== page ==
Bio-Futures for Transplanetary Habitats (BFfTH) is a Special Interest Group within the Hub for Biotechnology in the Built Environment that aims to explore and enable interdisciplinary research on transplanetary habitats and habitats within extreme environments through an emphasis on the bio-social and biotechnological relations. BFfTH organized the online and onsite networking symposium Bio-Futures for Transplanetary Habitats to examine how emerging biotechnologies, living materials, and more-than-human life can be implemented in habitat design and mission planning. The two day symposium aimed to serve as a catalyst in establishing an international network of collaborators across industry, academia and the private sector. It also aimed to support the development of novel methodologies to move beyond discipline-specific approaches in order to address and interrogate emerging questions surrounding potential transplanetary habitats and habitats in extreme environments. The symposium was divided into five sessions which hosted a minimum of three speakers each, these sessions were: Mycelium for Mars, Plants and Agriculture, Sustainable Habitats and Travels, Artistic Approach to Extremes Habitats, and Novel Biotechnologies for Space Habitats. This paper presents key outcomes from the symposium sessions, moderated panel, and informal discussions. The trends in ongoing research are identified and summarized following the use of biotechnology and bio-design to ensure and support safety, sustainability, habitability, reliability, crew efficiency, productivity and comfort in extreme environments both here on Earth and off-world. Moving beyond pure design and engineering innovation, the outcomes of this symposium also further interrogates sociotechnical imaginaries. Biodesign-based and biotechnologically-enabled transplanetary futures are investigated to understand how we want these futures to behave, feel and be experienced. The symposium hosted a wide range of topics including: innovative material-driven processes for the design of transplanetary habitats; socio-political concerns or ethical implications to be taken into account; technology transfer and transitioning towards a sustainable built environment on Earth; multi-species narratives and relations to sustain human and other-than-human life in transplanetary habitats; sociotechnical considerations in propagating and sustaining Earthbound life beyond Earth environments; and sustainable living on Earth through a holistic systems thinking approach. BFfTH further reflects on what potential bio-social and biotechnological research is needed to sustain life in an extraterrestrial environment in the future and how it can help with transitioning towards a more sustainable built environment here on Earth in the present.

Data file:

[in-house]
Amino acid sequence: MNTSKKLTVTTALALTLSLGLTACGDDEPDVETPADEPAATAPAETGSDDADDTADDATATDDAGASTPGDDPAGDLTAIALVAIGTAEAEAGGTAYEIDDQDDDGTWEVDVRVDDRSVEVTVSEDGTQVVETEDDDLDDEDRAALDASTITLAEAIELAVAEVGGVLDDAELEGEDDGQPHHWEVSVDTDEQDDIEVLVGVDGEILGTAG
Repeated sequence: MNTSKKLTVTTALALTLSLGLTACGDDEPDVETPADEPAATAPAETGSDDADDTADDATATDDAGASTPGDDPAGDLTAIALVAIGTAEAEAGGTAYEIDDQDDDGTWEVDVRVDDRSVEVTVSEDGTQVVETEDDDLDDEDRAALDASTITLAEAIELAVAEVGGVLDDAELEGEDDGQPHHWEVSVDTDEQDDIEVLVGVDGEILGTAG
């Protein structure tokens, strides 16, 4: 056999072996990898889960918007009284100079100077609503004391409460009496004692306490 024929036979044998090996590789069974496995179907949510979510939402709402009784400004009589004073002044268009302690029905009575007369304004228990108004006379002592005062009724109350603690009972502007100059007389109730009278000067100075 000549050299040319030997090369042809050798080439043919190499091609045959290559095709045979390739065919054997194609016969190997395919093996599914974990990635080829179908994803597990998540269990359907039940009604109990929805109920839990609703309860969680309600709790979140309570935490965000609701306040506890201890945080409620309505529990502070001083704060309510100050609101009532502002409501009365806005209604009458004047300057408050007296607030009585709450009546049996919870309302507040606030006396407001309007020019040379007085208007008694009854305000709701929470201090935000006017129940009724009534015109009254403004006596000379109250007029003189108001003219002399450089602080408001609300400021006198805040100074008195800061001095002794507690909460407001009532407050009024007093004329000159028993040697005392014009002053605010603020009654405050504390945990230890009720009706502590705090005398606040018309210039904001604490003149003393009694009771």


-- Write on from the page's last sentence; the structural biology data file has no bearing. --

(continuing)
|73rd International Astronautical Congress
|18/09/22 → 22/09/22